Companies with highly effective communications and change management are 3.5 times more likely to outperform their peers who do not communicate or manage change effectively, according to Towers Watson’s 2013-2014 Change and Communication ROI Study.
The study surveyed 651 organizations from a broad range of industries and found the most successful companies actively build a culture to support their employees and drive behaviors aligned with their business strategy.
They ensure everyone in the company, from the management team down, are in alignment with regard to the vision, mission, values and strategic positiong of the company. Employees are empowered and engaged. They know the company story and know what makes their company "different and better."
The study highlights key findings on the relationship between superior financial performance and effective communication and what the most effective organizations do differently:
- 93% of highly effective organizations say they understand what messages resonate with new employees, while only 48% of less effective organizations say the same.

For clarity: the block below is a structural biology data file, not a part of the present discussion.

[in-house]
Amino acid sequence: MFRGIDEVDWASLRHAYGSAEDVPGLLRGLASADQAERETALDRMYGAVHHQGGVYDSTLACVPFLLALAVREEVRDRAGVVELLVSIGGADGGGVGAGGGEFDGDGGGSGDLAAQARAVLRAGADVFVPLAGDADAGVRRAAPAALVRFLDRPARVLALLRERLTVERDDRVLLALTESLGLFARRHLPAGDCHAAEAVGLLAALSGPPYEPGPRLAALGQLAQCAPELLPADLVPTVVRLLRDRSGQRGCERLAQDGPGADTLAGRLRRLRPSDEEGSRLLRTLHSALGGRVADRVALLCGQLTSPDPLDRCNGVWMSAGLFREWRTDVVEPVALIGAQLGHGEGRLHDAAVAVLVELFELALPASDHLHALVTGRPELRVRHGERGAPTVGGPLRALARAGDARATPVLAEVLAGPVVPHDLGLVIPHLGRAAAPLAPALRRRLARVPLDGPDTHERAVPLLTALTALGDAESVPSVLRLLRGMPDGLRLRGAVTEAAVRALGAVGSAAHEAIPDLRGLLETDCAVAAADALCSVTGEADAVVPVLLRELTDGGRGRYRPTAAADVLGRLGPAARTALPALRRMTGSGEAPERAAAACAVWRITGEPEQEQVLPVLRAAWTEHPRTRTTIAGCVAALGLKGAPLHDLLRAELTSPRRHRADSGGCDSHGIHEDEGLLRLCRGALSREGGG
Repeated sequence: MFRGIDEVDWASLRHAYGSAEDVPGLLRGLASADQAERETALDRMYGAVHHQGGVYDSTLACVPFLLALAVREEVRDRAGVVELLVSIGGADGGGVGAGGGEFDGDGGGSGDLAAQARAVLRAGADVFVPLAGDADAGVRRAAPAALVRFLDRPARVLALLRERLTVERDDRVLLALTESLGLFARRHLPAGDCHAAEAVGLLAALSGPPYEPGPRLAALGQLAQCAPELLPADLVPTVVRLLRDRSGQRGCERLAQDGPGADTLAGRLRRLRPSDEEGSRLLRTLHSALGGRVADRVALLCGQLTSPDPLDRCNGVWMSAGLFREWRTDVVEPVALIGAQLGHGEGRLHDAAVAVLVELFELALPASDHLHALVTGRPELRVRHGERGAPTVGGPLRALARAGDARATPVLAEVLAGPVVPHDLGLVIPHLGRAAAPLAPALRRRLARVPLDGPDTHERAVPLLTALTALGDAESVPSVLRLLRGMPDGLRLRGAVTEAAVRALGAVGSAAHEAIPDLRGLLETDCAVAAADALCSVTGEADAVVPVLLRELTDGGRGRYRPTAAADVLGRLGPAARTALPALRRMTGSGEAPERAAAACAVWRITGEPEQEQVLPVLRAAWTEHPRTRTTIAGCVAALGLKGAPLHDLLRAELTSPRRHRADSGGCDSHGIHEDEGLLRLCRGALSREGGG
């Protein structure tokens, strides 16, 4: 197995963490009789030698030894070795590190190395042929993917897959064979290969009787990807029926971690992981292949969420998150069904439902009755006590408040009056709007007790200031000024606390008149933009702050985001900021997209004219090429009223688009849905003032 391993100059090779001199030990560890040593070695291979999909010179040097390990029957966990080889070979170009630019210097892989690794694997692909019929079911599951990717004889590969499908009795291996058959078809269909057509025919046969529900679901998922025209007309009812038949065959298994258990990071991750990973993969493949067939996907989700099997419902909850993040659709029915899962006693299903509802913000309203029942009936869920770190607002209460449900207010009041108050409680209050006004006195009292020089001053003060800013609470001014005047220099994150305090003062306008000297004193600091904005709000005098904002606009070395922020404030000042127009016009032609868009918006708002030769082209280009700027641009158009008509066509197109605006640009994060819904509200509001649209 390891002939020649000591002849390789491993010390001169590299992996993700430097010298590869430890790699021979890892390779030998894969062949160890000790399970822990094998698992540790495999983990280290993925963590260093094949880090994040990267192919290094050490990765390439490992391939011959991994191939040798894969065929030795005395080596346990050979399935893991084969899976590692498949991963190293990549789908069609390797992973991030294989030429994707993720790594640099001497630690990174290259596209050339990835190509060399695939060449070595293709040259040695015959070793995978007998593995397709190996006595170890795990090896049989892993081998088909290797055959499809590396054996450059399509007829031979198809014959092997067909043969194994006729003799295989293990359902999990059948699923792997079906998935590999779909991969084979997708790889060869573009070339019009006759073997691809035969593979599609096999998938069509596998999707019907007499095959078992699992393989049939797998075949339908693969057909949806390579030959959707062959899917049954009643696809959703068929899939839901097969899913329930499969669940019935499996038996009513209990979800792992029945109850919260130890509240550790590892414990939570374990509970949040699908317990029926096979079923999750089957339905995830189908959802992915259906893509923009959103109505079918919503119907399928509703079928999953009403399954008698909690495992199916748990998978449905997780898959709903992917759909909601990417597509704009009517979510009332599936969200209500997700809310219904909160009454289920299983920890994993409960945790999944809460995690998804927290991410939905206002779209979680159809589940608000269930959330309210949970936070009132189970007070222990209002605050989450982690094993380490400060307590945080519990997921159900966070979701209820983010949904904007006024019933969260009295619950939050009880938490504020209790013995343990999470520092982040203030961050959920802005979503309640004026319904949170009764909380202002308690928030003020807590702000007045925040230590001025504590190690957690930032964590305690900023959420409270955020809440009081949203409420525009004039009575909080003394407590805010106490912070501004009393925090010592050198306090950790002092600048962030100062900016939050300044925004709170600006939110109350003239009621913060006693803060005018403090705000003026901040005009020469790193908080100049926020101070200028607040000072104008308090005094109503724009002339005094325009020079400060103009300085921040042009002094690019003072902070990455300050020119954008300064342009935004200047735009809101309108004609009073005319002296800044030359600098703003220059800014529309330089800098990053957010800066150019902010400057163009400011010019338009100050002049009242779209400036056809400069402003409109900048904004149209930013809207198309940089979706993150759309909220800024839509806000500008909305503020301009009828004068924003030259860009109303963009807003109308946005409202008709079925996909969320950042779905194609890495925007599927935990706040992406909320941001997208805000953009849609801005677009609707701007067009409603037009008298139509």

- 98% of highly effective organizations say they understand what messages resonate with top-performing employees, while only 42% of less effective organizations say the same.
- The most effective organizations are 3-times more likely to be focused on the behaviors that drive organization success, instead of being focused on the program cost.
It’s clear that to be a highly effective organization you must understand your employees' mindset, which is critical for communications to be effective, and focus on the behaviors that get desired results.
Have face-to-face conversations with your employees to ensure they understand why they are doing what they are doing and why their job is critical to the company accomplishing its goals.
The more you communicate with your employees, the more you empower and engage them.
Doing so helps your business.
Empowered employees will deliver excellent customer experiences and help your company grow. Whereas, disengaged employees can destroy your brand without even realizing what they've done.